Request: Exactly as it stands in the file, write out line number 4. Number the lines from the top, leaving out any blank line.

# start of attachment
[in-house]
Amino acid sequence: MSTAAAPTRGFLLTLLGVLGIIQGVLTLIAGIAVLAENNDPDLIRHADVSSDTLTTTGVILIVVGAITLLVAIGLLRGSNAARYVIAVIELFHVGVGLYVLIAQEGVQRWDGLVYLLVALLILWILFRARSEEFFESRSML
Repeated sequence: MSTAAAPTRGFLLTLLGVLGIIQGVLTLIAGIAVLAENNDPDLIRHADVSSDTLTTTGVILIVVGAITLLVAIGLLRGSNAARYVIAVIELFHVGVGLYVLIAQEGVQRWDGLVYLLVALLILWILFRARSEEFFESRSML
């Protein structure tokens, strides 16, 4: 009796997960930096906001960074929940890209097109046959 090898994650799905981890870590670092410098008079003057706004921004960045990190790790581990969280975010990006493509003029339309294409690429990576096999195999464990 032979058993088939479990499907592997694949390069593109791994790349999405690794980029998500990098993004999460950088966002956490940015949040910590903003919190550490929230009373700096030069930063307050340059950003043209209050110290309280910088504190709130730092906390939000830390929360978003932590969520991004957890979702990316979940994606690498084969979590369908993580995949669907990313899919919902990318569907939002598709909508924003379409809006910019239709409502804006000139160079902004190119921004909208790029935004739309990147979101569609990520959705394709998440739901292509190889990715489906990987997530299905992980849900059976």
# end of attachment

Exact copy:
């Protein structure tokens, strides 16, 4: 009796997960930096906001960074929940890209097109046959 090898994650799905981890870590670092410098008079003057706004921004960045990190790790581990969280975010990006493509003029339309294409690429990576096999195999464990 032979058993088939479990499907592997694949390069593109791994790349999405690794980029998500990098993004999460950088966002956490940015949040910590903003919190550490929230009373700096030069930063307050340059950003043209209050110290309280910088504190709130730092906390939000830390929360978003932590969520991004957890979702990316979940994606690498084969979590369908993580995949669907990313899919919902990318569907939002598709909508924003379409809006910019239709409502804006000139160079902004190119921004909208790029935004739309990147979101569609990520959705394709998440739901292509190889990715489906990987997530299905992980849900059976």